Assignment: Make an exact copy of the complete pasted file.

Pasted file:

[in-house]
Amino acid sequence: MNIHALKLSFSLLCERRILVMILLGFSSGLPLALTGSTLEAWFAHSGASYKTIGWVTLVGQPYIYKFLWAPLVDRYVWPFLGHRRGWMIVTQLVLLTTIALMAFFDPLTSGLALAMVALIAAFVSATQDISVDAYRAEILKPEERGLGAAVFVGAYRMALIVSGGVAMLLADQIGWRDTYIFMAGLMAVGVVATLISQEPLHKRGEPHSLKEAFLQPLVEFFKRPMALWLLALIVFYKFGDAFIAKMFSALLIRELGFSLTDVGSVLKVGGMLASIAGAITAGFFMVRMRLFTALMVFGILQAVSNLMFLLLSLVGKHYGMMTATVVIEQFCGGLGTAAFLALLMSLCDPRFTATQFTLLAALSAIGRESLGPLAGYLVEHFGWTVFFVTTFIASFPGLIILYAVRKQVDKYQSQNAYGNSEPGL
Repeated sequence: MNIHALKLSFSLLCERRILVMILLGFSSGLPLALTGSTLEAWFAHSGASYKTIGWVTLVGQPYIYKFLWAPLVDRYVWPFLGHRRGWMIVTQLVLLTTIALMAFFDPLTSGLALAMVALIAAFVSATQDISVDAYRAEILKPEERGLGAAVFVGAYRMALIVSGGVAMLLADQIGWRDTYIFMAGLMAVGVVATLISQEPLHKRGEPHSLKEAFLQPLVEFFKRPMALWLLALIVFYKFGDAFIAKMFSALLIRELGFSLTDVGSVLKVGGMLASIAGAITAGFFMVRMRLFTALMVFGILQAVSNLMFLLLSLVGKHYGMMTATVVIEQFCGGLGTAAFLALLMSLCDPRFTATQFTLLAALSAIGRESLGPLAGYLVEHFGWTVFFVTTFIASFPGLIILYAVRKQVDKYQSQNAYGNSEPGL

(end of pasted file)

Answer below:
[in-house]
Amino acid sequence: MNIHALKLSFSLLCERRILVMILLGFSSGLPLALTGSTLEAWFAHSGASYKTIGWVTLVGQPYIYKFLWAPLVDRYVWPFLGHRRGWMIVTQLVLLTTIALMAFFDPLTSGLALAMVALIAAFVSATQDISVDAYRAEILKPEERGLGAAVFVGAYRMALIVSGGVAMLLADQIGWRDTYIFMAGLMAVGVVATLISQEPLHKRGEPHSLKEAFLQPLVEFFKRPMALWLLALIVFYKFGDAFIAKMFSALLIRELGFSLTDVGSVLKVGGMLASIAGAITAGFFMVRMRLFTALMVFGILQAVSNLMFLLLSLVGKHYGMMTATVVIEQFCGGLGTAAFLALLMSLCDPRFTATQFTLLAALSAIGRESLGPLAGYLVEHFGWTVFFVTTFIASFPGLIILYAVRKQVDKYQSQNAYGNSEPGL
Repeated sequence: MNIHALKLSFSLLCERRILVMILLGFSSGLPLALTGSTLEAWFAHSGASYKTIGWVTLVGQPYIYKFLWAPLVDRYVWPFLGHRRGWMIVTQLVLLTTIALMAFFDPLTSGLALAMVALIAAFVSATQDISVDAYRAEILKPEERGLGAAVFVGAYRMALIVSGGVAMLLADQIGWRDTYIFMAGLMAVGVVATLISQEPLHKRGEPHSLKEAFLQPLVEFFKRPMALWLLALIVFYKFGDAFIAKMFSALLIRELGFSLTDVGSVLKVGGMLASIAGAITAGFFMVRMRLFTALMVFGILQAVSNLMFLLLSLVGKHYGMMTATVVIEQFCGGLGTAAFLALLMSLCDPRFTATQFTLLAALSAIGRESLGPLAGYLVEHFGWTVFFVTTFIASFPGLIILYAVRKQVDKYQSQNAYGNSEPGL